Trends in Ohio Government Payments During the COVID-19 pandemic
By: PhD student Rabail Chandio and Professor Ani Katchova, Farm Income Enhancement Chair, in the Department of Agricultural, Environmental, and Development Economics (AEDE), OSU, Anil Giri, Research Agricultural Economist and Dipak Subedi, Agricultural Economist at the Economic Research Service, USDA, and Nick Paulson, Professor and Gardener Hinderliter Professor in Farm Management in the Department of Agricultural and Consumer Economics at the University of Illinois, Urbana-Champaign.
In 2021, net cash income for the US and Ohio farms were higher than the 21-year average. As expected, a major component of farm income was the government payments for various support programs, including the coronavirus pandemic support. This report provides details on how government payments evolved for farmers in Ohio and the US in the recent past after a record high in 2020.
USDA – Economic Research Service data released on Feb. 7, 2023, show Ohio producers had a record high net cash income of $4.65 billion in 2021 coming from a gross cash income of $13.63 billion in inflation-adjusted 2023 dollars. In inflation adjusted dollars, both the net and gross cash incomes were higher than the 21-year averages of $3.1 billion and $11.5 billion, respectively. Net cash farm income encompasses gross cash farm income (cash receipts from farming as well as farm-related income and government payments) minus cash expenses. It does not include noncash items—including changes in inventories, economic depreciation, and gross imputed rental income of operator dwellings—reflected in the net farm income measure. Therefore, a major contributor to the high net and gross cash incomes in 2020 and 2021 was not only high commodity prices leading to higher cash receipts but also the record high government payments.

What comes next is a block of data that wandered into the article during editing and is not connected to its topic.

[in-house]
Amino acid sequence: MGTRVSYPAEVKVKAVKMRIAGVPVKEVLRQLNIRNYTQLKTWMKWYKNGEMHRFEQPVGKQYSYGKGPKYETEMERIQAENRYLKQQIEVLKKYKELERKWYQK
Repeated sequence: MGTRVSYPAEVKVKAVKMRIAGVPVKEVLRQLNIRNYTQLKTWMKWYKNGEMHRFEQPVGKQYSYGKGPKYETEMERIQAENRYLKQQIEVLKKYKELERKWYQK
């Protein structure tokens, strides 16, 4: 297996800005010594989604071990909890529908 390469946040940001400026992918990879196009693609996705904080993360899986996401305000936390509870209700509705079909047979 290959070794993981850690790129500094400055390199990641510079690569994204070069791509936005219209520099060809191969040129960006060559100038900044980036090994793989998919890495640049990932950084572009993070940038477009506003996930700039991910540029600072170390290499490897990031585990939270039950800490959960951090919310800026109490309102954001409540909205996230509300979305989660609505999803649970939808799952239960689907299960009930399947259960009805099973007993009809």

At the onset of the pandemic, the supply chain disruptions and uncertainty in the market signaled lower incomes and uncertain prices, creating the need for higher PLC and ARC payments to farmers in addition to COVID-support payments. As commodity prices rallied beginning in August 2020, the PLC and ARC programs triggered lower levels of total support in 2021. Moreover, adhoc disaster assistance payments remained the largest component of government payments in 2021. As the US agricultural sector entered a period of higher income with higher commodity prices, ARC and PLC program payments are expected to be lower for 2022.